Music

When you think about punk music, you might picture some very thin, pale young guys with mohawks. But Brooklyn's Afropunk Festival is out to prove that punk is much more than that.

The young Canadian rocker Sate was one of the up-and-coming acts at Afropunk, which took place Aug. 27 and 28 this year. I met her right before she hit the stage. She was wearing a cut-off Fishbone shirt, and she says the black punk band inspired her.

In the mid-19th century, Shakers practiced their faith in farming communities from Maine to Kentucky. Numbering 6,000 at their peak, they gave up worldly possessions, marriage and sex, instead devoting themselves to prayer and work. They also wrote songs, thousands of them — including "Simple Gifts," which endures in popular culture despite dating back to the 1840s.

Rudy Van Gelder, an audio recording engineer who captured the sounds of many of jazz's landmark albums, died Thursday morning in his sleep. He was at his home studio in New Jersey, according to Maureen Sickler, his assistant engineer. He was 91.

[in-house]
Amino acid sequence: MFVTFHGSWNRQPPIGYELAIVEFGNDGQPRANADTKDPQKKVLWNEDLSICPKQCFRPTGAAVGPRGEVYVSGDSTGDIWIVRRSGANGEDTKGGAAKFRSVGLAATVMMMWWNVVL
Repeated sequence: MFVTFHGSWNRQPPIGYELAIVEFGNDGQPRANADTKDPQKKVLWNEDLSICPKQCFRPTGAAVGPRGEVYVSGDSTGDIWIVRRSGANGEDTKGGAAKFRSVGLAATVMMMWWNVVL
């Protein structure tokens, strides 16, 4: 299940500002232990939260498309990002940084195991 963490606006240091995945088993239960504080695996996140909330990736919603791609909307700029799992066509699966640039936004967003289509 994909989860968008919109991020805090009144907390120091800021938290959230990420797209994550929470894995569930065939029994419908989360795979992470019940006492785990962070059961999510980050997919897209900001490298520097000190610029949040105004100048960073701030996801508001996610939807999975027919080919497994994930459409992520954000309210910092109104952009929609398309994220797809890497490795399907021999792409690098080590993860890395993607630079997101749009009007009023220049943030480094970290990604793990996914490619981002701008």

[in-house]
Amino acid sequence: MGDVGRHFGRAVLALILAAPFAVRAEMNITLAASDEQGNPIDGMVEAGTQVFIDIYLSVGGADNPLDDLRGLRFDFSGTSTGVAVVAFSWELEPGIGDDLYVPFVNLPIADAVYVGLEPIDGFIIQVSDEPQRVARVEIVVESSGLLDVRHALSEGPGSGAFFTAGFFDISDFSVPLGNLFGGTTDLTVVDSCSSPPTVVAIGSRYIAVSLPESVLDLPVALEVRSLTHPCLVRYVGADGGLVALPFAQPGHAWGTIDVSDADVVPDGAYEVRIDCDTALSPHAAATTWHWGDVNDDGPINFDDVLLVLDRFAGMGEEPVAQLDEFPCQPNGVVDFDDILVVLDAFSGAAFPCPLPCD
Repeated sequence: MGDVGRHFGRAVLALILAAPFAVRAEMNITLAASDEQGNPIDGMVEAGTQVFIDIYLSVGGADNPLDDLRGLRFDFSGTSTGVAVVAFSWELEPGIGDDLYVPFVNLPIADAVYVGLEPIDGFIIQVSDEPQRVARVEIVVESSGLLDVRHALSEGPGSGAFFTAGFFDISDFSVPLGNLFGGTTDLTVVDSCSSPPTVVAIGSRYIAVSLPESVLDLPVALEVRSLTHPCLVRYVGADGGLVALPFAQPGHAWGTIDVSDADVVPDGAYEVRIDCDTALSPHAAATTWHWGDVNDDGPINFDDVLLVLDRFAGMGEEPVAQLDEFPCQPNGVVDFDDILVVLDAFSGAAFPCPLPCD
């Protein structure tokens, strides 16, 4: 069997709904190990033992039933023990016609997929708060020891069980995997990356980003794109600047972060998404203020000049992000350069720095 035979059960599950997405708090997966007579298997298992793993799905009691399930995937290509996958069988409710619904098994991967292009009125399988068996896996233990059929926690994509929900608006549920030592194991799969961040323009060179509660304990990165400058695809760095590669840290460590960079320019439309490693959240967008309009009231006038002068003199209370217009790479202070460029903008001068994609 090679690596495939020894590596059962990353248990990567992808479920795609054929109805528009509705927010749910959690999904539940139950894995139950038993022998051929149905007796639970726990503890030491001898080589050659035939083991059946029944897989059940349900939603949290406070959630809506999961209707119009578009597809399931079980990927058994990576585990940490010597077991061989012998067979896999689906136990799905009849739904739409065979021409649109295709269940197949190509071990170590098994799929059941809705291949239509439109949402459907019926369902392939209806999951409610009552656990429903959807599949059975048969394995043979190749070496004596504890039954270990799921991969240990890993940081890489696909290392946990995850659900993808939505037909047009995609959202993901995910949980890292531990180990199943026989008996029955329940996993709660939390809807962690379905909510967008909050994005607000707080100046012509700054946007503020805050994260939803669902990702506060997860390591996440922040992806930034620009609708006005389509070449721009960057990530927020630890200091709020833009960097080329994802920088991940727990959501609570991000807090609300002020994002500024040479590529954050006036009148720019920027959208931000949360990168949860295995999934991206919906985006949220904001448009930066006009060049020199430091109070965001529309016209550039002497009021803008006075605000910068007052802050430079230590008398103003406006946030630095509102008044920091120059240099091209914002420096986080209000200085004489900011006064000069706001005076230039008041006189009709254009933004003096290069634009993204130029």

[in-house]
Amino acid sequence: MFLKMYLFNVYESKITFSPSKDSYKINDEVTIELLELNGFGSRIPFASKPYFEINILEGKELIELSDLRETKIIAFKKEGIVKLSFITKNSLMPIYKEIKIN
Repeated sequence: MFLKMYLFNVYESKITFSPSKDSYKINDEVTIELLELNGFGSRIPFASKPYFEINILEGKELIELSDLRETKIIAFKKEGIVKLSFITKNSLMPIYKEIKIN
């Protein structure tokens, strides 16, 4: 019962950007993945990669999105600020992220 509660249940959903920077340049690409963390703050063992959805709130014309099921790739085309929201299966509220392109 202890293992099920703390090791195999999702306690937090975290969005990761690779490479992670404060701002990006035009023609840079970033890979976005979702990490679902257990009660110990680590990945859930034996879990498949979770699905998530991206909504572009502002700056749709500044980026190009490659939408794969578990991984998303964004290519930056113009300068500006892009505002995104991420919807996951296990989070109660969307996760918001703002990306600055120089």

Imagine you're a teenager in Beijing in the 1960s and '70s, during the Cultural Revolution. Everything that's deemed Western and bourgeois is banned — so listening to a 78 rpm recording of Beethoven's Fifth Symphony, powerfully transformative as it might be, is off limits.

NPR's Kelly McEvers talks with professor Christian Herbst, who was part of the team that released a study that explores the science behind Freddie Mercury's amazing voice. This story originally aired on April 25, 2016 on All Things Considered.

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"That's frickin' sick!"

Do you know that feeling when a song moves you so much, you just feel like you have to add your own voice? Mexican culture has an answer to that: a cathartic, joyous yell called a grito.